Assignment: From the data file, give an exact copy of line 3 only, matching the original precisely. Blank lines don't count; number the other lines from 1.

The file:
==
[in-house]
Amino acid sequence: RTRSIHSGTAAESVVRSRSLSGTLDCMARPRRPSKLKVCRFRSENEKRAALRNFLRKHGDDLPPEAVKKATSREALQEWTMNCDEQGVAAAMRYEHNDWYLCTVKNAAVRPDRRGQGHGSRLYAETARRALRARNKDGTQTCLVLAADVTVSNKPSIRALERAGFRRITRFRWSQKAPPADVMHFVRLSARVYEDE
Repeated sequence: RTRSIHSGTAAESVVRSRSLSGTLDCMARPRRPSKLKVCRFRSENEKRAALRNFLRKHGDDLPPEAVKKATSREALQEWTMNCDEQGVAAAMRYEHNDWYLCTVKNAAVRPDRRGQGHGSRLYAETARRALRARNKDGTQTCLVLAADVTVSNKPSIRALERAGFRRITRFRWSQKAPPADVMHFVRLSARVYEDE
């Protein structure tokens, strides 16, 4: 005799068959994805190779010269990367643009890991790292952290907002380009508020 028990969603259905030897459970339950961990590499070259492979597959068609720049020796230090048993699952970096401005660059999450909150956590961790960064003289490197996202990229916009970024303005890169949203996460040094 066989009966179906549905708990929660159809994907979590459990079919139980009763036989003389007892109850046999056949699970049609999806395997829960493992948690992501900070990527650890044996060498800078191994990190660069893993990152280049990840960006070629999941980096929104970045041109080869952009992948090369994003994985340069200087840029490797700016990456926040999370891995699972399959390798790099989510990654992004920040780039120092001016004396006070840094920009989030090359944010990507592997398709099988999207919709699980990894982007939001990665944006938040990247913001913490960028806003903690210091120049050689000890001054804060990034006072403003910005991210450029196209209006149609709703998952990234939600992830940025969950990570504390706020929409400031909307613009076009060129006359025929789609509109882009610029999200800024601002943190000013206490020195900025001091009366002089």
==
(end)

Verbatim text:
Repeated sequence: RTRSIHSGTAAESVVRSRSLSGTLDCMARPRRPSKLKVCRFRSENEKRAALRNFLRKHGDDLPPEAVKKATSREALQEWTMNCDEQGVAAAMRYEHNDWYLCTVKNAAVRPDRRGQGHGSRLYAETARRALRARNKDGTQTCLVLAADVTVSNKPSIRALERAGFRRITRFRWSQKAPPADVMHFVRLSARVYEDE